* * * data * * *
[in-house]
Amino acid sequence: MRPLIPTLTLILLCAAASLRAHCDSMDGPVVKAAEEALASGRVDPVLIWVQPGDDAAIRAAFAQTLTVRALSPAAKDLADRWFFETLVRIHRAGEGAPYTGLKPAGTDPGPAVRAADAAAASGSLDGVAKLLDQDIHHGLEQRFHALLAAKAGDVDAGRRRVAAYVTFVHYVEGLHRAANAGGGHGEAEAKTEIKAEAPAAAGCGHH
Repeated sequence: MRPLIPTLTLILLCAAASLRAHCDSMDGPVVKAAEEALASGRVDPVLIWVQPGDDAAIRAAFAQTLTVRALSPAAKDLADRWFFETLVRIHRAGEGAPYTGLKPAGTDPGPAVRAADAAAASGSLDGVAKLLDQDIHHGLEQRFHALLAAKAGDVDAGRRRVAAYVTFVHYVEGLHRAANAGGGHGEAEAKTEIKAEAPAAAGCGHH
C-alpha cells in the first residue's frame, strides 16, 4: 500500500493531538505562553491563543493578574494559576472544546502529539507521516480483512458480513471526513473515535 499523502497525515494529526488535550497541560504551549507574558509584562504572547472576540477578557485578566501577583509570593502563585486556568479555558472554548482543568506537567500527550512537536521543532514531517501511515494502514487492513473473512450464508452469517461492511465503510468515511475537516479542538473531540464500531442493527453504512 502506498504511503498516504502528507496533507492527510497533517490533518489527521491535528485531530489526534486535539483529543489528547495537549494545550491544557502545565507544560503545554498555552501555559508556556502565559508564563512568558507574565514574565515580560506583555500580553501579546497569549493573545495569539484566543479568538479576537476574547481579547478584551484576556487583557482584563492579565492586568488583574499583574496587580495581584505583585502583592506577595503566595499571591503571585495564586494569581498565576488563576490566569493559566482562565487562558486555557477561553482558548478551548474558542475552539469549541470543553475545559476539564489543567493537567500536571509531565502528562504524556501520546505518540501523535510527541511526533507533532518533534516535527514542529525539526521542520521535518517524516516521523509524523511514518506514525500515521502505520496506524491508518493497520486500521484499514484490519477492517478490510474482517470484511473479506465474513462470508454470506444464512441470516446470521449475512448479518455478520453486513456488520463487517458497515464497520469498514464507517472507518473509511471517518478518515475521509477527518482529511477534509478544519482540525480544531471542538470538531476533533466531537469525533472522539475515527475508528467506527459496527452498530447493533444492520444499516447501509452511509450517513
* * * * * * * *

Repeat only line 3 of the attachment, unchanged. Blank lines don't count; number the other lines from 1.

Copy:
Repeated sequence: MRPLIPTLTLILLCAAASLRAHCDSMDGPVVKAAEEALASGRVDPVLIWVQPGDDAAIRAAFAQTLTVRALSPAAKDLADRWFFETLVRIHRAGEGAPYTGLKPAGTDPGPAVRAADAAAASGSLDGVAKLLDQDIHHGLEQRFHALLAAKAGDVDAGRRRVAAYVTFVHYVEGLHRAANAGGGHGEAEAKTEIKAEAPAAAGCGHH